Each morning, my abundant houseplants glower at me as they begin another day with many of their basic needs unmet. When I return from work, they weep for attention. And when I shuffle to the kitchen for a midnight glass of water, I hear their jealous whispers above the rush of the faucet. It is a fact — not a fit of paranoia — that my plants regret the day I chose them from the jungled masses in the grocery store, the gardening center, the house of a friend who was moving. Even if I couldn’t sense their barely contained emotions, I could figure it out because every time I water them they sprout fresh leaves to take advantage of the temporary moisture, and their existing foliage takes on a jubilant shine. “Hurrah!” they seem to shout, “The girl finally paid attention to us!” I won’t even talk about the chaos that ensued the time they heard I’d bought a little box of fertilizer. Imagine, if you will, a conga line consisting of a rubber tree, two schefflara, a ficus, and three African violets. I’m still finding torn leaves and spilled soil from that little party.
Don’t get me wrong — plants rarely die on me. I have a near-action-hero knack for rescuing them at the last second with a dripping jug of water, a repotting spree, and a little music. The fact that my thumb isn’t black is unfortunate, however, because the successes that come from sporadic focus on my indoor greenery encourage me to buy new plants or start occasional ones from seed, even when time and energy are an issue, as they are now with my self-imposed book deadline.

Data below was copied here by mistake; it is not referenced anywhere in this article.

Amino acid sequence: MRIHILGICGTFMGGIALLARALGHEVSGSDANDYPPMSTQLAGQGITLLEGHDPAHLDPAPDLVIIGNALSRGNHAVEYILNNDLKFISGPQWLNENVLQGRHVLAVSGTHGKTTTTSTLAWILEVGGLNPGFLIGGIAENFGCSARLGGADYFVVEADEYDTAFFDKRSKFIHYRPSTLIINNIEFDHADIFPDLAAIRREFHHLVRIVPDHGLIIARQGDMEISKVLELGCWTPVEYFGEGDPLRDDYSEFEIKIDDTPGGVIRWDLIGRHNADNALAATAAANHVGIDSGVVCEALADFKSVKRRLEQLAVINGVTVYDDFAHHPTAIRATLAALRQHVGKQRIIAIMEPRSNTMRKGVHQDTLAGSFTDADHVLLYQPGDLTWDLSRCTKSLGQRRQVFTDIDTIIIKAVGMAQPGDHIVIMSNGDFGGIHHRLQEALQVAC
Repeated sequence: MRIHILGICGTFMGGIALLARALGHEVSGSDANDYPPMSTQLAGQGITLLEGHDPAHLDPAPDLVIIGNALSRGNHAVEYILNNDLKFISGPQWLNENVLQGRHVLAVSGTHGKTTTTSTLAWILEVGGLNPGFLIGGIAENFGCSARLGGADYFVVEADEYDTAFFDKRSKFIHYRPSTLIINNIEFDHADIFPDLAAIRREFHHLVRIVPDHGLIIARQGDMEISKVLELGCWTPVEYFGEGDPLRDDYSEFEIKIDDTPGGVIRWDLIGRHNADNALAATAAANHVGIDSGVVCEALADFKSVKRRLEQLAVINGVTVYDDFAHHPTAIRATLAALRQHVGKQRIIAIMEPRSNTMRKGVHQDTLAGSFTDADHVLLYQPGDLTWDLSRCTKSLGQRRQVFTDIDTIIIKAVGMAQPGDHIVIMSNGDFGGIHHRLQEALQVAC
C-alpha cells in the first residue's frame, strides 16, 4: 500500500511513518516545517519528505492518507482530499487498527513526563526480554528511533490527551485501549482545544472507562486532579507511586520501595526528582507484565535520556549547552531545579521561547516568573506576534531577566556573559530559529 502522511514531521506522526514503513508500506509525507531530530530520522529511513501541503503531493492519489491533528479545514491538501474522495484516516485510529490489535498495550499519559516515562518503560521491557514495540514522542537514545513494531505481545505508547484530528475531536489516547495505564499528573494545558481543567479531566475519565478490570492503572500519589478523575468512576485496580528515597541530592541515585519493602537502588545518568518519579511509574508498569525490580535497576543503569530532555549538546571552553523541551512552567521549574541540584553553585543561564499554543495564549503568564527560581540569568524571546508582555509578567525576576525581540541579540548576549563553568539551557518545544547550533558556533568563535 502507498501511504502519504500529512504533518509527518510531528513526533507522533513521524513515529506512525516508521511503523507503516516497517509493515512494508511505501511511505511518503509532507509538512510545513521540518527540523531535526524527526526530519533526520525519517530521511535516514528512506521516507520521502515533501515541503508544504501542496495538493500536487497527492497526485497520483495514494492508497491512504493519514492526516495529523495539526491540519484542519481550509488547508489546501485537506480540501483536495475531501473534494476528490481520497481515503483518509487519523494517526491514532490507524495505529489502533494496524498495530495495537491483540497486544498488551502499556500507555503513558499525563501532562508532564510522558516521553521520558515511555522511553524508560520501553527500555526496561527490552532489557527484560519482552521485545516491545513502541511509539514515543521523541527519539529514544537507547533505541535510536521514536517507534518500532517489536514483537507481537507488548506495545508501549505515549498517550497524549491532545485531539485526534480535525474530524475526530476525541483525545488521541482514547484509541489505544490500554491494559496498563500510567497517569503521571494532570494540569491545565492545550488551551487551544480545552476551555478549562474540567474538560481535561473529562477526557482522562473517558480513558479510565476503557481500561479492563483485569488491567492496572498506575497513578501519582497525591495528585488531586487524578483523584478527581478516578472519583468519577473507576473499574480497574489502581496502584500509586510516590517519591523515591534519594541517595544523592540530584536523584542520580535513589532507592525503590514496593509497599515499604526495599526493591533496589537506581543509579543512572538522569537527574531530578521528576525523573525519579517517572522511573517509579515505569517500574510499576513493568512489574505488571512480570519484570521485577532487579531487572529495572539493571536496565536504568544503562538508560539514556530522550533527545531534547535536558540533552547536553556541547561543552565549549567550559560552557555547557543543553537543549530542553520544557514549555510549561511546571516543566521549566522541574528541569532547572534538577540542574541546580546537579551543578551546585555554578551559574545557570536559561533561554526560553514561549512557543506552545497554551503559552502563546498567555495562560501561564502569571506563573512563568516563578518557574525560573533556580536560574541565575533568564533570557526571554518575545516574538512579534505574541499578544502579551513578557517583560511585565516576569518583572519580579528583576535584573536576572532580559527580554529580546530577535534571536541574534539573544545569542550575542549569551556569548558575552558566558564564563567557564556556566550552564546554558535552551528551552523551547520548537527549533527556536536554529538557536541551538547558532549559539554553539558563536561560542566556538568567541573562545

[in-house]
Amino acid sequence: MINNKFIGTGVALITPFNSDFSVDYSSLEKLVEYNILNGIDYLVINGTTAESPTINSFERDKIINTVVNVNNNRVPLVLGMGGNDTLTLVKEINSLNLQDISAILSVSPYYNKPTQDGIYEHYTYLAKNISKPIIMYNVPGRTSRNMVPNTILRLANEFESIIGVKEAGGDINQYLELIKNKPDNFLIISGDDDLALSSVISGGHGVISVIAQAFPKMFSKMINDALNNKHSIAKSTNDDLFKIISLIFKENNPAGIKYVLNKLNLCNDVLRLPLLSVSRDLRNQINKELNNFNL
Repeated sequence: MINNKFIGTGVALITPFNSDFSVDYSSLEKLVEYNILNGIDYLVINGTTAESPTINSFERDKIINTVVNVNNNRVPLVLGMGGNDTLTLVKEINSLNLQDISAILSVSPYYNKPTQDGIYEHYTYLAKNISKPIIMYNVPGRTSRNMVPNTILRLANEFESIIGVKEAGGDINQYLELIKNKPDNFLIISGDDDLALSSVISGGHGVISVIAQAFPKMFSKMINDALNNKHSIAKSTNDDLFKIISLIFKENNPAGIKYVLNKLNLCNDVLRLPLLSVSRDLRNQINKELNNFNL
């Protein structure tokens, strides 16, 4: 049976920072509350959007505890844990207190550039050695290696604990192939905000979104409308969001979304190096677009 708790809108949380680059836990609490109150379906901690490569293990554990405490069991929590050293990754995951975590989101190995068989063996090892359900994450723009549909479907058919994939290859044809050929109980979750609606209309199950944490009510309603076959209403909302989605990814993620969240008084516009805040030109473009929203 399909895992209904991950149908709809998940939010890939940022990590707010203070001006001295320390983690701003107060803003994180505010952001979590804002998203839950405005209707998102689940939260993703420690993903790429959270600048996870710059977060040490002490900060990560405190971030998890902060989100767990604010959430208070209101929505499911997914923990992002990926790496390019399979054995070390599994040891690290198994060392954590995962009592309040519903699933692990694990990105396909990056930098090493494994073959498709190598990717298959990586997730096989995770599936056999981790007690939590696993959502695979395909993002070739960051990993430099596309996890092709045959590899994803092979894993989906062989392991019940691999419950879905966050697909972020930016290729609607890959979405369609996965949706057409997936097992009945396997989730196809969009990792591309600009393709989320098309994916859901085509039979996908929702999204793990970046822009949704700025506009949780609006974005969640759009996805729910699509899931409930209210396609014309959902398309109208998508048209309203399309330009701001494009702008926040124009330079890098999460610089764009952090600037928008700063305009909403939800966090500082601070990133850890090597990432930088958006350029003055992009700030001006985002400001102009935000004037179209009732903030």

All this brings me to my shameful confession: I threw out a dead plant a few days ago, and I may need to seek therapy for my belated attachment issues. You see, it seems I care most about a plant when it’s dying — or, worse, after the fact. When watering a hither-to-ignored drooping plant doesn’t cause perkage, and it continues to wither into dust, I feel a remorse so great I have trouble eating, but when a plant dies my heart aches. I know I could never manage a murder, because I can’t even kill a spider plant without a near breakdown.
Despite the painfulness of the subject, I’m focusing on the tragedy in order to dissuade myself from creating or purchasing any new plants to replace the old — after all, nothing perks a place up like a little foliage, even if said foliage doesn’t have the energy to flower. Maybe I should just get another cat instead; I’ve managed to keep three of the furballs alive so far, which is more than I can say for my dearly departed pots of ivy.